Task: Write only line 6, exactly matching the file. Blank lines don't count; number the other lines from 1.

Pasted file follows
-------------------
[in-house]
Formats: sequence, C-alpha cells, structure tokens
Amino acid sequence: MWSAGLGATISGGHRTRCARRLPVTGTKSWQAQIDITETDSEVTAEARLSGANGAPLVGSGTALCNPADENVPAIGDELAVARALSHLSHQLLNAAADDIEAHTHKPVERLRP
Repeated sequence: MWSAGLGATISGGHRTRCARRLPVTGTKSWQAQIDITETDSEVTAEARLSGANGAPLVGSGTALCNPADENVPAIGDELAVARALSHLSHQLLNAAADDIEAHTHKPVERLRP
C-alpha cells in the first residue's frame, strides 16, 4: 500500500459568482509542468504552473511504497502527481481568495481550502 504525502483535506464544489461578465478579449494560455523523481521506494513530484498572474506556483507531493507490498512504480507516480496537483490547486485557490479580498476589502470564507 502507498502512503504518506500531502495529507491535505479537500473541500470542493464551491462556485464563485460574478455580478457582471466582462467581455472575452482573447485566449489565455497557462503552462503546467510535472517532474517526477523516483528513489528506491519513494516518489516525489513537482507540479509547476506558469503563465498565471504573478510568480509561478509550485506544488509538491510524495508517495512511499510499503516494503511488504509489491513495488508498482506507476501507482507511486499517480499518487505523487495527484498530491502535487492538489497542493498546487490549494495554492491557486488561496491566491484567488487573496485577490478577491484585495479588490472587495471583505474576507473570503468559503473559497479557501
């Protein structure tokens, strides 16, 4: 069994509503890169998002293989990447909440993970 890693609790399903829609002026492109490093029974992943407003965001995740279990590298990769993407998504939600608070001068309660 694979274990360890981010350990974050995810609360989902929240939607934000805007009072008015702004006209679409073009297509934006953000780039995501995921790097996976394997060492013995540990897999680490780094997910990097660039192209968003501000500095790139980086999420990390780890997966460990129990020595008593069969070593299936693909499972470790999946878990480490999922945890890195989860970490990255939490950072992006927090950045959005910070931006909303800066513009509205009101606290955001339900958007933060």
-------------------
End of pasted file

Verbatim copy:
């Protein structure tokens, strides 16, 4: 069994509503890169998002293989990447909440993970 890693609790399903829609002026492109490093029974992943407003965001995740279990590298990769993407998504939600608070001068309660 694979274990360890981010350990974050995810609360989902929240939607934000805007009072008015702004006209679409073009297509934006953000780039995501995921790097996976394997060492013995540990897999680490780094997910990097660039192209968003501000500095790139980086999420990390780890997966460990129990020595008593069969070593299936693909499972470790999946878990480490999922945890890195989860970490990255939490950072992006927090950045959005910070931006909303800066513009509205009101606290955001339900958007933060």